I was aware of that thread when I made this. Most people weren't really addressing the is-ought dilemma though.

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    Re: Can you derive an "ought" from an "is"?

    To a certain extent he's engaging in the practice of getting a desired result by defining his terms to fit it. If, in fact, the words mean what he defines them to mean, his conclusion is sound.

    But they don't. Most people would consider that "ought" means "what one should do even if it results in pain or disaster". Most people would define "bad" in terms of it being something wrong, regardless of misery. So to a substantial degree he's supporting his argument by redefining his terms into ways not in common use (if at all).

    His definition, further, is sloppy. "The worst possible misery for everyone" is not subject to definition, and thus neither is his "ought". There will be numerous enough definitions that it is doubtful that any single one would reach double-digit percentages. Many questions arise: by "everyone", do we mean those outside our social group? do we mean those in the political opposition? those in other nations? do our enemies count? what about murderers and other criminals? Very importantly, what about future generations -- do they count?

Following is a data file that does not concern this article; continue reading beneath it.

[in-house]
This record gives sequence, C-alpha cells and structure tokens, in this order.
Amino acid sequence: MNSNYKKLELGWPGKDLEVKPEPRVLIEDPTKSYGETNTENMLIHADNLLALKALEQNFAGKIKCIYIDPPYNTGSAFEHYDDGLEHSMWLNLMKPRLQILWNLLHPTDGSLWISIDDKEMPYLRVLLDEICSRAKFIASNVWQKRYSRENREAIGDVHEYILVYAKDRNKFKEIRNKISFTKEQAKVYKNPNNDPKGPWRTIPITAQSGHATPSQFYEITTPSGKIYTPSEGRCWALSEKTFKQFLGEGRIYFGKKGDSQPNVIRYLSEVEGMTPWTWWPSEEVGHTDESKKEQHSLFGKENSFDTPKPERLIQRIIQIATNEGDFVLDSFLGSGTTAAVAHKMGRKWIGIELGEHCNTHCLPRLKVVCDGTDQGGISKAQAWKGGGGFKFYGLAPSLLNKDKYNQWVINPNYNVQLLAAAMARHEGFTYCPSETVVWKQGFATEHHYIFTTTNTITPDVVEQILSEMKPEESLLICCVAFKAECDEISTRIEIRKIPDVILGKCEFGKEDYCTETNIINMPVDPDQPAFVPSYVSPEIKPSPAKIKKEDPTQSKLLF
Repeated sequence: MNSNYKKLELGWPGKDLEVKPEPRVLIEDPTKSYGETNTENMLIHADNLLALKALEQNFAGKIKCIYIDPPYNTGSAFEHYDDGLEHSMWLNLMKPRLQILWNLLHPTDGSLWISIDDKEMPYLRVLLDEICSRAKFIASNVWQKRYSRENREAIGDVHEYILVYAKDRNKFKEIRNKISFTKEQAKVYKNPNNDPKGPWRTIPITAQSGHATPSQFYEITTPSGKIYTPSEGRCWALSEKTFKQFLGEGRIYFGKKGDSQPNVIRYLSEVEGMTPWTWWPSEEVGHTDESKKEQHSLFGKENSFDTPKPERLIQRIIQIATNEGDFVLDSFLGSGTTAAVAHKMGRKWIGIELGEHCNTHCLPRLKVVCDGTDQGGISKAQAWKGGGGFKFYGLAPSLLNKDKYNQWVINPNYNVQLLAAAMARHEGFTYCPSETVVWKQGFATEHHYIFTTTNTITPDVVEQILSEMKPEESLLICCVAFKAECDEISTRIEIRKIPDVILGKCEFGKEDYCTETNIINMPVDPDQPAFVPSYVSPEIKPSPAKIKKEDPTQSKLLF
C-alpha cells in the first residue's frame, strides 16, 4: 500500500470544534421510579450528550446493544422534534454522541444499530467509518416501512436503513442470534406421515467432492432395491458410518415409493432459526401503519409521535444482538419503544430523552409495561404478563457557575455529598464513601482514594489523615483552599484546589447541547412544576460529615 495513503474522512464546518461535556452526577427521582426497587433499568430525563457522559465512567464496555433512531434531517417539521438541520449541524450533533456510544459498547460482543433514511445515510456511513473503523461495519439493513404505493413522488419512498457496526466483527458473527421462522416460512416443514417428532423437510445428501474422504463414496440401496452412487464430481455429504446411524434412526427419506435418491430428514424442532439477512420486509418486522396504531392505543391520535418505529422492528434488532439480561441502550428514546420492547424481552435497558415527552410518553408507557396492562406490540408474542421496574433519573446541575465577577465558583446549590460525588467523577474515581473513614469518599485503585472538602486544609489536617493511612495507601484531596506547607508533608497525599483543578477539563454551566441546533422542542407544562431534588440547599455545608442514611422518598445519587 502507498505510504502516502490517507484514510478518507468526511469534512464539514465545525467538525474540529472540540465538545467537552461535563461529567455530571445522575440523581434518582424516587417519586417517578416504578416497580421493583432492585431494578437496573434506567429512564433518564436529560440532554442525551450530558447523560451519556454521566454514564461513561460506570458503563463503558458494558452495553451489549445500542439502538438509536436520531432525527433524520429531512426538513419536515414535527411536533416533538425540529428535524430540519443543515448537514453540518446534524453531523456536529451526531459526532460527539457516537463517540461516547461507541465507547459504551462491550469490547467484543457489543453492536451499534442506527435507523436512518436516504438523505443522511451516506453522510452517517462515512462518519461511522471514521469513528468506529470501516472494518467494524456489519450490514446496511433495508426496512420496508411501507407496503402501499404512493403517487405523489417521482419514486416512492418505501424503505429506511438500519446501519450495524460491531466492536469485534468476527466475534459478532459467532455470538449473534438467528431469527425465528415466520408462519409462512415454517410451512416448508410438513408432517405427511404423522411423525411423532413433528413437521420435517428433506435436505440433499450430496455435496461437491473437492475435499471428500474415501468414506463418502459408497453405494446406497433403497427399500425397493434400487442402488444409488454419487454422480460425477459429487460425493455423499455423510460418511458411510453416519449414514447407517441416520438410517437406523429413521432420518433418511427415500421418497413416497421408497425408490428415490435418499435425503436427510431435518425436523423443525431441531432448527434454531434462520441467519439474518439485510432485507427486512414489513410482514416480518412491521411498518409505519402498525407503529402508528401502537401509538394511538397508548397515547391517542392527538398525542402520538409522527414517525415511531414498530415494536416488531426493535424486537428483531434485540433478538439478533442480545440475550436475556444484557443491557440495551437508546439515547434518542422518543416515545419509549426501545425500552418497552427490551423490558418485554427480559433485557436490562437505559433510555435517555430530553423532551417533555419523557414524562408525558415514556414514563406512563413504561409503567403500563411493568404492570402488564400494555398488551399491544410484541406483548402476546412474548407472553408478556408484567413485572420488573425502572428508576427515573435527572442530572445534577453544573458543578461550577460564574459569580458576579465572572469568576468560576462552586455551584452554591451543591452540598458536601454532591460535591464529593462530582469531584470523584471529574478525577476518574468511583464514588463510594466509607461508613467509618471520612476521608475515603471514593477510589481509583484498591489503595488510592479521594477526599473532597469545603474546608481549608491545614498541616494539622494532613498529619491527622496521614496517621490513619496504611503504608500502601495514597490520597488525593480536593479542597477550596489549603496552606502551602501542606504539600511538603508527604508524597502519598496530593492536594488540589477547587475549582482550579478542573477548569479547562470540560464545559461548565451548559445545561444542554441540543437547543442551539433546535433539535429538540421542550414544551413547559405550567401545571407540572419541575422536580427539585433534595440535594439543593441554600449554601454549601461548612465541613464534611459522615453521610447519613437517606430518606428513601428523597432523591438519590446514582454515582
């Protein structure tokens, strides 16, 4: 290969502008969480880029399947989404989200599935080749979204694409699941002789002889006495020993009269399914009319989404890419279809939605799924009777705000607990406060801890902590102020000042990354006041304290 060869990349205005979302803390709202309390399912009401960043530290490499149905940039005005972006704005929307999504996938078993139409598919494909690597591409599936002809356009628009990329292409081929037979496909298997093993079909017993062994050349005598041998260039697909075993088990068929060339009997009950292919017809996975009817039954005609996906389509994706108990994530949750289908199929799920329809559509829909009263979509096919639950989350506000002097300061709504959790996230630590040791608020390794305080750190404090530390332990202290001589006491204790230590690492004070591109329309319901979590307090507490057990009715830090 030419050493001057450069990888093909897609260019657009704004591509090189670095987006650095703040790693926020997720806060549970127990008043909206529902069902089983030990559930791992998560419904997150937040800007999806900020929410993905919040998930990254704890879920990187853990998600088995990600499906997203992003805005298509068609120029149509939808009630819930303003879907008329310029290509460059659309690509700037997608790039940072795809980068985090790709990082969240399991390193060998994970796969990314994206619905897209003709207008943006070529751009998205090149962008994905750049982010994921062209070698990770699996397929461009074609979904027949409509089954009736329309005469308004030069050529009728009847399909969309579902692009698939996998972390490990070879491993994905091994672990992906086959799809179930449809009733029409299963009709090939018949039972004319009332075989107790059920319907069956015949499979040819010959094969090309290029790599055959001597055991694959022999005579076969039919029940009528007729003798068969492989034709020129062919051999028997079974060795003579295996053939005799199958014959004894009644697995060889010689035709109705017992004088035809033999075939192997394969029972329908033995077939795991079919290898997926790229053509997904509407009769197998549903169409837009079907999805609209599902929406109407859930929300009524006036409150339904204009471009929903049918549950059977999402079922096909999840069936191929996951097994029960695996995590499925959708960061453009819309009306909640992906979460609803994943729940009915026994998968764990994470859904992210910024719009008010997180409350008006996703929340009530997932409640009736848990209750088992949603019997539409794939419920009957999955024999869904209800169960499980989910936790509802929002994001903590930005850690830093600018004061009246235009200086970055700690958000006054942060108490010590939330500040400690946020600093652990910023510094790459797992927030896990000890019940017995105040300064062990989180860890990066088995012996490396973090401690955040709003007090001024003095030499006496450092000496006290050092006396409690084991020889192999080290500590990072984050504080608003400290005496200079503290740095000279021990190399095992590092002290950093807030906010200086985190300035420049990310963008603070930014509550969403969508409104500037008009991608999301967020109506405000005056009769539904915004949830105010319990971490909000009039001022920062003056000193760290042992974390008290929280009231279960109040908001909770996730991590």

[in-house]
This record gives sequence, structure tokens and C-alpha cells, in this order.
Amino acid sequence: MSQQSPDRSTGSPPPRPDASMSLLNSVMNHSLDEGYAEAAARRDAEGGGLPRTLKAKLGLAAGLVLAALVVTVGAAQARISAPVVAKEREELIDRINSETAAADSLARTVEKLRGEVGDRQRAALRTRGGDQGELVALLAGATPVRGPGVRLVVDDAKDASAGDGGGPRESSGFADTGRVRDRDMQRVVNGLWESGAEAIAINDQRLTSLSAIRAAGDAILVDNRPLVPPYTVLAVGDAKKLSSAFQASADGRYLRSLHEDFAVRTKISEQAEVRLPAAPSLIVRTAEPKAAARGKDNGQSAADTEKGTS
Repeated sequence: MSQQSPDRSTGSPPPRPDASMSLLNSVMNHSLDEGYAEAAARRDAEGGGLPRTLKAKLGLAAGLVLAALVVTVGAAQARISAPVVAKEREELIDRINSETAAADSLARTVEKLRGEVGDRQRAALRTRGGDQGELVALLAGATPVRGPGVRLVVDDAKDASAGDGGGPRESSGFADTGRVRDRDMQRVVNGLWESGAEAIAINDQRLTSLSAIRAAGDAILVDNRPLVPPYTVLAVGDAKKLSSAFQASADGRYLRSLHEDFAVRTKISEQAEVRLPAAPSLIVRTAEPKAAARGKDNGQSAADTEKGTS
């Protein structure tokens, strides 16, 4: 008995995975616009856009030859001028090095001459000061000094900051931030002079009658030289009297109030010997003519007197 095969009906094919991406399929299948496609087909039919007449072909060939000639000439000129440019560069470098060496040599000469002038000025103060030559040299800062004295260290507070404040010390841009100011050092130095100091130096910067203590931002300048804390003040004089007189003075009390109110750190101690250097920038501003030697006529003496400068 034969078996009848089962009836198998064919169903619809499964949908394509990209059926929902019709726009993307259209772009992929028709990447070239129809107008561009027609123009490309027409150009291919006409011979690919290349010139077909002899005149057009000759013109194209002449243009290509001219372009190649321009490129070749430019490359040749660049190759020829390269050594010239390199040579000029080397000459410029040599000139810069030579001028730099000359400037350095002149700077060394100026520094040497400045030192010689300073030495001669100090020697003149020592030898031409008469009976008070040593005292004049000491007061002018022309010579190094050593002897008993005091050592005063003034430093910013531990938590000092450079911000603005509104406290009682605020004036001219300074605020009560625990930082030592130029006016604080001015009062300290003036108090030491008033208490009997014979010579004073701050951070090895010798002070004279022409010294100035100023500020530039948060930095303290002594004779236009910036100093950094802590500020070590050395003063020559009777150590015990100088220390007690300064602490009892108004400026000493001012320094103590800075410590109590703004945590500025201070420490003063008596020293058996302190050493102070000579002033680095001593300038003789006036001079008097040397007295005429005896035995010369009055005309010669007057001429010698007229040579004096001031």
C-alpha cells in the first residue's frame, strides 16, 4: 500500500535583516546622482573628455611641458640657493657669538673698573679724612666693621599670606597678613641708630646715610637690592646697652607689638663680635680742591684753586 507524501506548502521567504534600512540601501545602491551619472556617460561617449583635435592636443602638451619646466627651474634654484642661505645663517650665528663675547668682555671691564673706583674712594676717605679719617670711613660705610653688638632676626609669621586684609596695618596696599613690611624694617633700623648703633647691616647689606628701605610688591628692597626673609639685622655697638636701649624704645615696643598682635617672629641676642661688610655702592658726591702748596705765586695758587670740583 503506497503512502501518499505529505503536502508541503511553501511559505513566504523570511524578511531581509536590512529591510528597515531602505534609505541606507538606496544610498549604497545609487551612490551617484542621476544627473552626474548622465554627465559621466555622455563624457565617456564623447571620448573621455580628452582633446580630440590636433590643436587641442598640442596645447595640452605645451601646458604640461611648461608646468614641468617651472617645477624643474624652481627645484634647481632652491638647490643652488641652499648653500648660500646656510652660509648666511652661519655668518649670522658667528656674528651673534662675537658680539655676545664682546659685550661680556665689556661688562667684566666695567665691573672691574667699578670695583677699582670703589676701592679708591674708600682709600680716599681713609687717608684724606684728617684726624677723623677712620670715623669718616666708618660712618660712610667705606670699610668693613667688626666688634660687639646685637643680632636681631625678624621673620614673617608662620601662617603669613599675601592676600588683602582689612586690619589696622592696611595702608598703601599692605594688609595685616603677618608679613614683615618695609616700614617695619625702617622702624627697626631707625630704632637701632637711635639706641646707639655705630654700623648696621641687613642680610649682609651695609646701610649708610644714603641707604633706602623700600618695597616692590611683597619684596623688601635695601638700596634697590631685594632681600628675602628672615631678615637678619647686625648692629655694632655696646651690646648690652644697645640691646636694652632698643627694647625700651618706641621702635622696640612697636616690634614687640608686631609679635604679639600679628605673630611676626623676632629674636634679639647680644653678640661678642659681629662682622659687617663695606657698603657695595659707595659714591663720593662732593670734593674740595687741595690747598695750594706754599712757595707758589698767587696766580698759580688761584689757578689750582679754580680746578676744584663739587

A definition with so many possible meanings and questions is hardly a definition useful for anything except conversation while drinking or daydreaming.

    "Thirty-one* states allow all qualified citizens to carry concealed weapons. In those states, homosexuals should embark on organized efforts to become comfortable with guns, learn to use them safely and carry them. They should set up Pink Pistols task forces, sponsor shooting courses and help homosexuals get licensed to carry. And they should do it in a way that gets as much publicity as possible. "

    --Jonathan Rauch, Salon Magazine, March 13, 2000

    *the number is now forty

  6. #6

    Re: Can you derive an "ought" from an "is"?

    Quote Originally Posted by Kulindahr View Post
    To a certain extent he's engaging in the practice of getting a desired result by defining his terms to fit it. If, in fact, the words mean what he defines them to mean, his conclusion is sound.